A “failure to communicate” claim against the maker of generic Reglan was completely preempted by federal law regulating the pharmaceutical industry, the 11th U.S. Circuit Court of Appeals has ruled in affirming judgment.
Federal law does not preempt a product liability suit alleging that the maker of a generic form of Fosamax failed to update its warning label in conformity with revised brand-name warnings, the California Court of Appeal has ruled in affirming judgment.
The U.S. Supreme Court has agreed to decide whether federal law preempts state law design defect claims targeting generic pharmaceutical products.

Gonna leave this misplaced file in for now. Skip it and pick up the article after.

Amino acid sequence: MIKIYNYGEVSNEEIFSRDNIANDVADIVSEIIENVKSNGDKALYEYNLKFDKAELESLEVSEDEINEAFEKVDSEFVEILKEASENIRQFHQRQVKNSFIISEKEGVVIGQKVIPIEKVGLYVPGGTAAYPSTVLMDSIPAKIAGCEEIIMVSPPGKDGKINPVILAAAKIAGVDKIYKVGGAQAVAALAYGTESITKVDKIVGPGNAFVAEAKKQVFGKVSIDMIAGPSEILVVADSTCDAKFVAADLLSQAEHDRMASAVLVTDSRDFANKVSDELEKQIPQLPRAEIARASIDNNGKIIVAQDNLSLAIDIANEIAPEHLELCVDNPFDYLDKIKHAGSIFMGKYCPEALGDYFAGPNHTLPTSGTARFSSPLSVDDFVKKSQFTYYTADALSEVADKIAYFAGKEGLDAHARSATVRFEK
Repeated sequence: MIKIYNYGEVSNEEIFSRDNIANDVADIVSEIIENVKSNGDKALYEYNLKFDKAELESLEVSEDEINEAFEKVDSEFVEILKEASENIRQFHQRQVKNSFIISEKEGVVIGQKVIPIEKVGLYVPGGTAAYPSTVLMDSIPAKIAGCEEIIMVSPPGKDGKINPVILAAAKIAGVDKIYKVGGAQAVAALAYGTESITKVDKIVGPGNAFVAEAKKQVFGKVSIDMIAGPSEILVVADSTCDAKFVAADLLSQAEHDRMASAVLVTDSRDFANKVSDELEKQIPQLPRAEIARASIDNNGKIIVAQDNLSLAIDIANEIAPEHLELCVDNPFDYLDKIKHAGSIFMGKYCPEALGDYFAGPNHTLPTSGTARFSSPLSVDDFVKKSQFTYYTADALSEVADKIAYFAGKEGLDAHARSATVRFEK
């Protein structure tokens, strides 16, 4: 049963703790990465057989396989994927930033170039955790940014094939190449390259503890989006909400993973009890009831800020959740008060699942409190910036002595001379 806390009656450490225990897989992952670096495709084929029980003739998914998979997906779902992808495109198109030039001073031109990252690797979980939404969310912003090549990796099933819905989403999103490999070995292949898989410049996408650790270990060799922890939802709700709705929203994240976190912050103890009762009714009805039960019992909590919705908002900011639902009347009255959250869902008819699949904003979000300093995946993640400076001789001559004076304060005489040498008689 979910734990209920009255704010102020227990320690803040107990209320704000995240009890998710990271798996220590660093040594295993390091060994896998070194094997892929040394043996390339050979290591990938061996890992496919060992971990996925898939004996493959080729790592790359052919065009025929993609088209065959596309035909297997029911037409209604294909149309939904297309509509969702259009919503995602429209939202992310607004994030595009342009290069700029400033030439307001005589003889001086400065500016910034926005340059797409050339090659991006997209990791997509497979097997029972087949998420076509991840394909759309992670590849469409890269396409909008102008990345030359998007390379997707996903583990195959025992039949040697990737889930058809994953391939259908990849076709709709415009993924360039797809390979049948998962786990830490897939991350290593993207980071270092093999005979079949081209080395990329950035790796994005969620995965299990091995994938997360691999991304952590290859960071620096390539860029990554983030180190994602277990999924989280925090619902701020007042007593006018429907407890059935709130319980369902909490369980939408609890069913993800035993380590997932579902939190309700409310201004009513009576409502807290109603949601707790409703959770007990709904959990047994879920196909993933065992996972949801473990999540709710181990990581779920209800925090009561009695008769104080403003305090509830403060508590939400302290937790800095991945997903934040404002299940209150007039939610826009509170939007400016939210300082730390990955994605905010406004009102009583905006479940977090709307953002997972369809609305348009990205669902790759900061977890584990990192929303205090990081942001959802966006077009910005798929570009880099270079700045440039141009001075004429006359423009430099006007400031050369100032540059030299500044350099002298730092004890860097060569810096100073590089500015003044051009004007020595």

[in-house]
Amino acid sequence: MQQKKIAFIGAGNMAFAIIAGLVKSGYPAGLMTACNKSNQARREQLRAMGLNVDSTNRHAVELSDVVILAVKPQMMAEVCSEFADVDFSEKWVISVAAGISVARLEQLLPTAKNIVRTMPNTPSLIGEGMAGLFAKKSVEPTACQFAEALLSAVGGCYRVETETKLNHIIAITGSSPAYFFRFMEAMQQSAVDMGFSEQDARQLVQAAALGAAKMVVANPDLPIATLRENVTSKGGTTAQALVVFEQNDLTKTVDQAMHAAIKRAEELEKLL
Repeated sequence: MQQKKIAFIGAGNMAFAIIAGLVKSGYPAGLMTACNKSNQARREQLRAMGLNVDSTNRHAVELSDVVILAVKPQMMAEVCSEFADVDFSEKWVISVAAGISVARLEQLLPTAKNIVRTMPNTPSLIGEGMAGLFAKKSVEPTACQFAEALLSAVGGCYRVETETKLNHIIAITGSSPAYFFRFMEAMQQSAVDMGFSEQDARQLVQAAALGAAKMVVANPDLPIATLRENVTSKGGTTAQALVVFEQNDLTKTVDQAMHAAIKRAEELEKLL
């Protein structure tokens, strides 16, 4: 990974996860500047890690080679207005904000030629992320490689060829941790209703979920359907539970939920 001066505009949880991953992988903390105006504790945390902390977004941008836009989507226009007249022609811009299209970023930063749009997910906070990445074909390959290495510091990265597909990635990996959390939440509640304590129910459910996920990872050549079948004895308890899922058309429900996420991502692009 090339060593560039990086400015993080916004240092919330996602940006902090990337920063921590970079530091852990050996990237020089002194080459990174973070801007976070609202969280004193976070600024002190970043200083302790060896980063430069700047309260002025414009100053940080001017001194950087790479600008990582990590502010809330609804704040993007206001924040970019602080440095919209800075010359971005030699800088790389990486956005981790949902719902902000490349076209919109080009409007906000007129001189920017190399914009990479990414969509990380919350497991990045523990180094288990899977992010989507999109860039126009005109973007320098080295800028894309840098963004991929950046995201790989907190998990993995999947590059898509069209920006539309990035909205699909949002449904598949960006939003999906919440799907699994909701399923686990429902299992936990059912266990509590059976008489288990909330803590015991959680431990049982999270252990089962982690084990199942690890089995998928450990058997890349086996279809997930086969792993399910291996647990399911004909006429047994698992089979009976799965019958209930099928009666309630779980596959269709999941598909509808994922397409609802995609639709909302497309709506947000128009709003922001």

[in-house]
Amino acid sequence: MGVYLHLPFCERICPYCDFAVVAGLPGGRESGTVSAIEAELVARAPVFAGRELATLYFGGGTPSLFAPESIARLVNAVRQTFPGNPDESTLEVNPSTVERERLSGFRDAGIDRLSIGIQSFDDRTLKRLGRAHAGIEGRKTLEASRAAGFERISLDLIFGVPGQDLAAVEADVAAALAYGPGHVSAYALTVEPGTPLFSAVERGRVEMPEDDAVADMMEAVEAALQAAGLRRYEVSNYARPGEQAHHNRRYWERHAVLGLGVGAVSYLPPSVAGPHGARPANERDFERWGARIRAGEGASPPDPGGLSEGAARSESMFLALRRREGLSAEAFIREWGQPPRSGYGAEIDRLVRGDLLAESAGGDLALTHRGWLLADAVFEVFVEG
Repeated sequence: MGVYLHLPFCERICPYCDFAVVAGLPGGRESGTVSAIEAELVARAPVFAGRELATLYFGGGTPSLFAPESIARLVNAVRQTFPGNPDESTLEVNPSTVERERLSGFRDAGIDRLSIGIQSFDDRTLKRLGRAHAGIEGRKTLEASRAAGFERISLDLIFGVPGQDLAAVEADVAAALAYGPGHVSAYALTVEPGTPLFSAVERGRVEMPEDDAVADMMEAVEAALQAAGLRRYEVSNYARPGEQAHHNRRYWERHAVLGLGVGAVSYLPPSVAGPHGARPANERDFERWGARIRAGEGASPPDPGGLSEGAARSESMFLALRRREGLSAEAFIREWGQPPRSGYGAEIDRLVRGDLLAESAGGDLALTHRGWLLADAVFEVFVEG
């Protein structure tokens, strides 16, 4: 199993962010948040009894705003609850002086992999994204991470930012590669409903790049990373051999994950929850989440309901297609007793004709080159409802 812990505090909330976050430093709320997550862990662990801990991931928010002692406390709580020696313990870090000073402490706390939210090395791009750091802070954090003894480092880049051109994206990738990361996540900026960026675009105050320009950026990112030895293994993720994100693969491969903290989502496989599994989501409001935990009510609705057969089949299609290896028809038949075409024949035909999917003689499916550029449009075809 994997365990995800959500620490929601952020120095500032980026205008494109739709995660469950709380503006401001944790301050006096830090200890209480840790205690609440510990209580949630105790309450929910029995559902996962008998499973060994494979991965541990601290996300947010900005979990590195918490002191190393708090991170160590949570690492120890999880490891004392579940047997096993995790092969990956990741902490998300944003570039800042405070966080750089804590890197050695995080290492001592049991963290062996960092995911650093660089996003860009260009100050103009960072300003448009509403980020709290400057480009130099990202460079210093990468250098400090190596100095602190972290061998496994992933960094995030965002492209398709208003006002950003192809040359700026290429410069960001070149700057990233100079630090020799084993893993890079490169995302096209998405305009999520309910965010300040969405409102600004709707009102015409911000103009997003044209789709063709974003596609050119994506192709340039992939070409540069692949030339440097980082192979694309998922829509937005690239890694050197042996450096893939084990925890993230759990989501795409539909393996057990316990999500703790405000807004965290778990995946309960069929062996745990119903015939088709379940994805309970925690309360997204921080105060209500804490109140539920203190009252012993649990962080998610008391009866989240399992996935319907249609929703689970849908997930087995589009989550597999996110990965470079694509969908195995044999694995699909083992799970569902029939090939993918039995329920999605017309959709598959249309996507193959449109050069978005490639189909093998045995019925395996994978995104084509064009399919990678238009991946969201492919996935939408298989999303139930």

Published: May 9, 2012
Tags: drug litigation, failure to warn, Federal Food Drug and Cosmetic Act, federal preemption, generic drug litigation, generic drugs, PLIVA v. Mensing, preemption, product liability, Wyeth v. Levine
Since last year, when generic drug makers won a victory on the issue of federal preemption before the U.S. Supreme Court, lower courts have been dismissing cases against generic drug makers left and right.
But last week a federal appeals court issued a ruling that gives plaintiffs a long-awaited opening in those suits.
Reglan lawsuits are rising; so is debate over preemption for failure-to-warn claims against makers of generic versions of the drug. The FDA and Solicitor General have been asked for opinions on generic preemption.